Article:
National Education Technology Plan 2004
Letter from the Secretary
Dear Members of Congress:
As required by the No Child Left Behind Act of 2001, I am pleased to submit our vision and recommendations for a National Education Technology Plan.
This report is based on thoughtful input we have received from literally thousands of students, educators, administrators, technology experts and officials of numerous educational organizations. It also builds on the recommendations submitted to you by Secretary Richard W. Riley in 1996 and 2000.
As you may recall from previous statements I have made on this issue, our schools have generally trailed other areas of our society in exploring the many opportunities offered by technology. Too often, schools have simply applied technology to existing ways of teaching and learning, with marginal results in student achievement. I am pleased to report that this is now changing quite significantly.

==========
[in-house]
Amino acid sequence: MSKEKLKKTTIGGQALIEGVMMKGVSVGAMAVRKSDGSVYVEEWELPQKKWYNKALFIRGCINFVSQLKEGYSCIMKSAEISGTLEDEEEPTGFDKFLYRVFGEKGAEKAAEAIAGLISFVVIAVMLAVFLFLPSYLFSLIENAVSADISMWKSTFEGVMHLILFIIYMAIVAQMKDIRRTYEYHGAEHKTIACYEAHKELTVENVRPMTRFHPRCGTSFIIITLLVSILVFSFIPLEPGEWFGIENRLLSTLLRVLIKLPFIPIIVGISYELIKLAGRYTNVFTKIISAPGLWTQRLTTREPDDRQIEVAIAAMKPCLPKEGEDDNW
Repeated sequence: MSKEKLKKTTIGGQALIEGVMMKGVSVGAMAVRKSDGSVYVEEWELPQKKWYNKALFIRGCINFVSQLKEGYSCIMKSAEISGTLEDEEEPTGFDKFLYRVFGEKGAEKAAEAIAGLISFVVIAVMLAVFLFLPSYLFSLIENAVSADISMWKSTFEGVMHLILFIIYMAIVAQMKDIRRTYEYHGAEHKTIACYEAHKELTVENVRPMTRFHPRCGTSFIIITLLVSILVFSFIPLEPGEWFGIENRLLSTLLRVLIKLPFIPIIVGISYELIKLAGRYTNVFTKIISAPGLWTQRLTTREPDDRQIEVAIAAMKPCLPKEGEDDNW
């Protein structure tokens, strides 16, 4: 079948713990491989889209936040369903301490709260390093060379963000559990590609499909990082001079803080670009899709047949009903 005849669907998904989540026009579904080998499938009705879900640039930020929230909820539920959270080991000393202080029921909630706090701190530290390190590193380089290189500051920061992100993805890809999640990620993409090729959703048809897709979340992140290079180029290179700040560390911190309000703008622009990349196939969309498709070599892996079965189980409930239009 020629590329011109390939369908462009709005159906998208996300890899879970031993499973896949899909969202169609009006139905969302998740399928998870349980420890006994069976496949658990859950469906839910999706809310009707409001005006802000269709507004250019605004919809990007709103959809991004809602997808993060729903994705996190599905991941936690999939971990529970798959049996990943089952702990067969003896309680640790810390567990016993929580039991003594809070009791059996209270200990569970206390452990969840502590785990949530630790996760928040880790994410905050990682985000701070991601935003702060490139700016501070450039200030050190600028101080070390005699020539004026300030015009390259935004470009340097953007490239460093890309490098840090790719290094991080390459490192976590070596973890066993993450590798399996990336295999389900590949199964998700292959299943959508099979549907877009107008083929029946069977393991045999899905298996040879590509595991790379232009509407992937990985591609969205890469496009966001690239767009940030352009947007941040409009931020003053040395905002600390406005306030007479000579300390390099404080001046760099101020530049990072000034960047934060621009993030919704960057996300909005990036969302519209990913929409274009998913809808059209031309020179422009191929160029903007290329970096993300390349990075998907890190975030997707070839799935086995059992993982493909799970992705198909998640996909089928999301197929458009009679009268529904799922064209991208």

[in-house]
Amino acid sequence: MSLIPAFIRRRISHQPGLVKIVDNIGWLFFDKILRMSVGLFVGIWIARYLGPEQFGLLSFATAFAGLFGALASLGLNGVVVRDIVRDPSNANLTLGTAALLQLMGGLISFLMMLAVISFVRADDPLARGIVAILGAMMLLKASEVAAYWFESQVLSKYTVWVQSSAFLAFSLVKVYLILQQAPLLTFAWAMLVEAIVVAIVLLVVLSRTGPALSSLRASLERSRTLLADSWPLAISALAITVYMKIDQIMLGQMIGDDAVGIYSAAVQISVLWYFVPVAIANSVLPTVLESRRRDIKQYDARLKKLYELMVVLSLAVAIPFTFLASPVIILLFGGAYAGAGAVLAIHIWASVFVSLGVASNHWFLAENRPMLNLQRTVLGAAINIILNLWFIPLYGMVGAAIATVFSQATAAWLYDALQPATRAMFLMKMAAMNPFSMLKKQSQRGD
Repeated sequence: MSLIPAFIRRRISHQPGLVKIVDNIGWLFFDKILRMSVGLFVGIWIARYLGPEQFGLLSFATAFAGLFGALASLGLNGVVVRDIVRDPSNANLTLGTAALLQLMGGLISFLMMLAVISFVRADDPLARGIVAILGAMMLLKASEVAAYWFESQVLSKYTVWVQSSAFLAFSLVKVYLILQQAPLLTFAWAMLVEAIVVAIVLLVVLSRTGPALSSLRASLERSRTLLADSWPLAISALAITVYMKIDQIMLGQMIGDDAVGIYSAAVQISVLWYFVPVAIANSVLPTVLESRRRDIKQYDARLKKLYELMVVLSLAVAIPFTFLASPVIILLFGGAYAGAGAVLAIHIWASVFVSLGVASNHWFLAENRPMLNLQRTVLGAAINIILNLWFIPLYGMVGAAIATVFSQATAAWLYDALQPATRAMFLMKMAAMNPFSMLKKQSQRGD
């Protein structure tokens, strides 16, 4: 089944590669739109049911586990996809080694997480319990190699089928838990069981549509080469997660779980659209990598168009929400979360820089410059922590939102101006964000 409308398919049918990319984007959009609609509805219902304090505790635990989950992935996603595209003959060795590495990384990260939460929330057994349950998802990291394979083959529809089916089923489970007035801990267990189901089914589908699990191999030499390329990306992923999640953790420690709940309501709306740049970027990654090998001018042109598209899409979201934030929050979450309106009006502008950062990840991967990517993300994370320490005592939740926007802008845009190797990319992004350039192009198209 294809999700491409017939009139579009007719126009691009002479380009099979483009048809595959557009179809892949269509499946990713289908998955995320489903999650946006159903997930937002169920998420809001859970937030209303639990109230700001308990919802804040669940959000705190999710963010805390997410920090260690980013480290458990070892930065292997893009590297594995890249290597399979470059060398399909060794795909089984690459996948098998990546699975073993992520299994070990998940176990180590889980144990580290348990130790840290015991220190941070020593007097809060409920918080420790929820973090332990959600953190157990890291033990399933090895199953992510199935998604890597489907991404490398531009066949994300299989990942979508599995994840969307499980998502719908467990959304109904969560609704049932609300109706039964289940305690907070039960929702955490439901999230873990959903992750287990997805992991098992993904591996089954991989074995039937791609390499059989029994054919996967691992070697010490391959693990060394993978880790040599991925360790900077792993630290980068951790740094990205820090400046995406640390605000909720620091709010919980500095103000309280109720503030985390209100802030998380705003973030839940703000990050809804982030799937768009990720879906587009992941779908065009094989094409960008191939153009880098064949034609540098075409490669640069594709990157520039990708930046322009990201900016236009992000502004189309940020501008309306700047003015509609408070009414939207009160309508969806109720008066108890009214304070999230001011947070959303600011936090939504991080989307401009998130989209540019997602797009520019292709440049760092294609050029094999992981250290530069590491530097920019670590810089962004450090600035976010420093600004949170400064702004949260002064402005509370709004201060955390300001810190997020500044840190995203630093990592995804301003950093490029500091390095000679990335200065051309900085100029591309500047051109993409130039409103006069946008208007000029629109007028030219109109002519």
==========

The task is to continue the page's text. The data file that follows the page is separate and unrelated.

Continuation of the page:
Teachers and students are transforming what can be done in schools by using technology to access primary sources, expose our students to a variety of perspectives, and enhance the overall learning experience through multimedia, simulations and interactive software.
At the same time, teachers, principals and administrators are able to better track student achievement and adjust instruction more effectively to individual needs.
As detailed in this report, we are already seeing some remarkable results, driven by better use of existing technology and, to an important extent, by the bipartisan No Child Left Behind Act, which asks all of us to raise expectations and produce results. There is a new fervor in American education, a new creativity – driven in part by this generation of tech-savvy students – which I believe bodes well for the future of our country.
I thank you for your continued interest and support in the vital task before us. I believe you will find this report both interesting and encouraging. As always, I look forward to continuing to work with you to turn multiple opportunities for success into reality for our nation's nearly 50 million students.
Secretary, U.S. Department of Education